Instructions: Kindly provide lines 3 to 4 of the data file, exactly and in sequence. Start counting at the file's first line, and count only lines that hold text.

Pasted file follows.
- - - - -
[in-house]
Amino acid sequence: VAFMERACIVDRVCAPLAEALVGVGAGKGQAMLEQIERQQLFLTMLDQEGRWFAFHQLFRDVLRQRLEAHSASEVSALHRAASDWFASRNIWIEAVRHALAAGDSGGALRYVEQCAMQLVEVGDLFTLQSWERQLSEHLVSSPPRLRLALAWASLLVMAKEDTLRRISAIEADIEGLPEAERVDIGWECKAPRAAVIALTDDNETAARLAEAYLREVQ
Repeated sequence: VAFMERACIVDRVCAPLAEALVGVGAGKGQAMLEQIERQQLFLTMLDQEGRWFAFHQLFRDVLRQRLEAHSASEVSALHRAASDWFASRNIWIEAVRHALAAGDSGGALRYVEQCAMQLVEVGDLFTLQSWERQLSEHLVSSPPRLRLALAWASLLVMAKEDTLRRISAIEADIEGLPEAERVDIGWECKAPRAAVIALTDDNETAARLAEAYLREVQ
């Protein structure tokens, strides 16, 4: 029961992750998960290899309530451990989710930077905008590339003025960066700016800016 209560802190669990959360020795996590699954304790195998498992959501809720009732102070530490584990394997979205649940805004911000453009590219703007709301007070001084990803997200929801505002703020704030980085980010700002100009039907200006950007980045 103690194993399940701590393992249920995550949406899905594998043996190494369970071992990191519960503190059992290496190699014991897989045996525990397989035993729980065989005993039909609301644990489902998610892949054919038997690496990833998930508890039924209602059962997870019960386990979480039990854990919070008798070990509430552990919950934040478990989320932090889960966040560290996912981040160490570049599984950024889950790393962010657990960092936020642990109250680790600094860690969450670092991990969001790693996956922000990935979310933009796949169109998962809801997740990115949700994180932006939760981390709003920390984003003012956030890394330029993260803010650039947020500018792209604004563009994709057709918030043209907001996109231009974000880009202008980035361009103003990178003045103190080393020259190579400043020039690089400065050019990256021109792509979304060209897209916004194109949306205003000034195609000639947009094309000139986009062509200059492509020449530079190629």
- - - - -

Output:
Repeated sequence: VAFMERACIVDRVCAPLAEALVGVGAGKGQAMLEQIERQQLFLTMLDQEGRWFAFHQLFRDVLRQRLEAHSASEVSALHRAASDWFASRNIWIEAVRHALAAGDSGGALRYVEQCAMQLVEVGDLFTLQSWERQLSEHLVSSPPRLRLALAWASLLVMAKEDTLRRISAIEADIEGLPEAERVDIGWECKAPRAAVIALTDDNETAARLAEAYLREVQ
């Protein structure tokens, strides 16, 4: 029961992750998960290899309530451990989710930077905008590339003025960066700016800016 209560802190669990959360020795996590699954304790195998498992959501809720009732102070530490584990394997979205649940805004911000453009590219703007709301007070001084990803997200929801505002703020704030980085980010700002100009039907200006950007980045 103690194993399940701590393992249920995550949406899905594998043996190494369970071992990191519960503190059992290496190699014991897989045996525990397989035993729980065989005993039909609301644990489902998610892949054919038997690496990833998930508890039924209602059962997870019960386990979480039990854990919070008798070990509430552990919950934040478990989320932090889960966040560290996912981040160490570049599984950024889950790393962010657990960092936020642990109250680790600094860690969450670092991990969001790693996956922000990935979310933009796949169109998962809801997740990115949700994180932006939760981390709003920390984003003012956030890394330029993260803010650039947020500018792209604004563009994709057709918030043209907001996109231009974000880009202008980035361009103003990178003045103190080393020259190579400043020039690089400065050019990256021109792509979304060209897209916004194109949306205003000034195609000639947009094309000139986009062509200059492509020449530079190629």